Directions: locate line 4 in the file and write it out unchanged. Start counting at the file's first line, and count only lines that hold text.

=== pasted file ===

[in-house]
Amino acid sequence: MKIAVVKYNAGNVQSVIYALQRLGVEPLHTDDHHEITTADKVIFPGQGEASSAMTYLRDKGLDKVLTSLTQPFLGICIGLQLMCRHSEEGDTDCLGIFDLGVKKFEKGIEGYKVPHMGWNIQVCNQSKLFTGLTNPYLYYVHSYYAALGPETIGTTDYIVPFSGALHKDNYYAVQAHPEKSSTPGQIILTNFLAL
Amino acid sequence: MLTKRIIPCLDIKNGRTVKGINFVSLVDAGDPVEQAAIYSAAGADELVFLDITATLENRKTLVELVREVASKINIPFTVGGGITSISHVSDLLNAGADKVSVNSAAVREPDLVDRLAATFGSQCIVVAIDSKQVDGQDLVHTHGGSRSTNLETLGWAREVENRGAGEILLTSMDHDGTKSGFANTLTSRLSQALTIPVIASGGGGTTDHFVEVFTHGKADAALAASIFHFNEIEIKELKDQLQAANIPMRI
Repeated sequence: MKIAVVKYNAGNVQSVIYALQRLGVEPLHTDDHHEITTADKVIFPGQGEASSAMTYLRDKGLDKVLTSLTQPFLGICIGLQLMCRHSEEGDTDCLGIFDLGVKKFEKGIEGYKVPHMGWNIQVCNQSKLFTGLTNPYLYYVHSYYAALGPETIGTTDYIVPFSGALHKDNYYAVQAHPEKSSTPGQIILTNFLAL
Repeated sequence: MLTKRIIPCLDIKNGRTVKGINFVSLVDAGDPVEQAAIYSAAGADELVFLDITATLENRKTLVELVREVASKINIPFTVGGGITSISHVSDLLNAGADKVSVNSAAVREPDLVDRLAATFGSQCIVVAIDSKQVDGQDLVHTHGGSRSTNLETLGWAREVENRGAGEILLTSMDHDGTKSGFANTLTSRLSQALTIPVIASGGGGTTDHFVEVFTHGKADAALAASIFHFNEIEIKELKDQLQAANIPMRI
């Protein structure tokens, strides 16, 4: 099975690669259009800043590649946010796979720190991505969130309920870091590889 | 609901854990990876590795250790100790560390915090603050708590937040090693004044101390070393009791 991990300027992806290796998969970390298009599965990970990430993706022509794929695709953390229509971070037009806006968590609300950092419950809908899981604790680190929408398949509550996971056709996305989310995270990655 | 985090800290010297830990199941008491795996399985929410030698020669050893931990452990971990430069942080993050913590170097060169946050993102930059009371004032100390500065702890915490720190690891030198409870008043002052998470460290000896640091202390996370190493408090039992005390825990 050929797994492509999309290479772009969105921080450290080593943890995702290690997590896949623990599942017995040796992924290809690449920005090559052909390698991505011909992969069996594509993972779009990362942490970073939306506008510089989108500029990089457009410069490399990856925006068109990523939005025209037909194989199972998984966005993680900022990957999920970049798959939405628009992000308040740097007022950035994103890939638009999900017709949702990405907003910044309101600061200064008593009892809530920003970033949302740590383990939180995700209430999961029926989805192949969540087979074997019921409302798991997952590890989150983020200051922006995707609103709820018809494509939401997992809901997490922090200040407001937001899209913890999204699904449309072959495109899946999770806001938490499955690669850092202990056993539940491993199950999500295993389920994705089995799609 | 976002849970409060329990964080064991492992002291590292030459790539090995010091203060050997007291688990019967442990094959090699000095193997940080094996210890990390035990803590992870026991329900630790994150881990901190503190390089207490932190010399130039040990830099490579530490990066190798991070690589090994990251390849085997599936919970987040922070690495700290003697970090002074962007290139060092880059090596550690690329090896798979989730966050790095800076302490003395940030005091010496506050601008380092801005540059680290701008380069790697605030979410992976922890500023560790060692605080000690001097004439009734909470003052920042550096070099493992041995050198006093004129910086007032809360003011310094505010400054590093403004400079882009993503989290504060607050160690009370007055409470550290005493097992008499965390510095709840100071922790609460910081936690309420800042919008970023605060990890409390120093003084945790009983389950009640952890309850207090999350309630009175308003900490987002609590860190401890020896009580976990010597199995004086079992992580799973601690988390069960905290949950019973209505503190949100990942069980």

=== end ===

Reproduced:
Repeated sequence: MKIAVVKYNAGNVQSVIYALQRLGVEPLHTDDHHEITTADKVIFPGQGEASSAMTYLRDKGLDKVLTSLTQPFLGICIGLQLMCRHSEEGDTDCLGIFDLGVKKFEKGIEGYKVPHMGWNIQVCNQSKLFTGLTNPYLYYVHSYYAALGPETIGTTDYIVPFSGALHKDNYYAVQAHPEKSSTPGQIILTNFLAL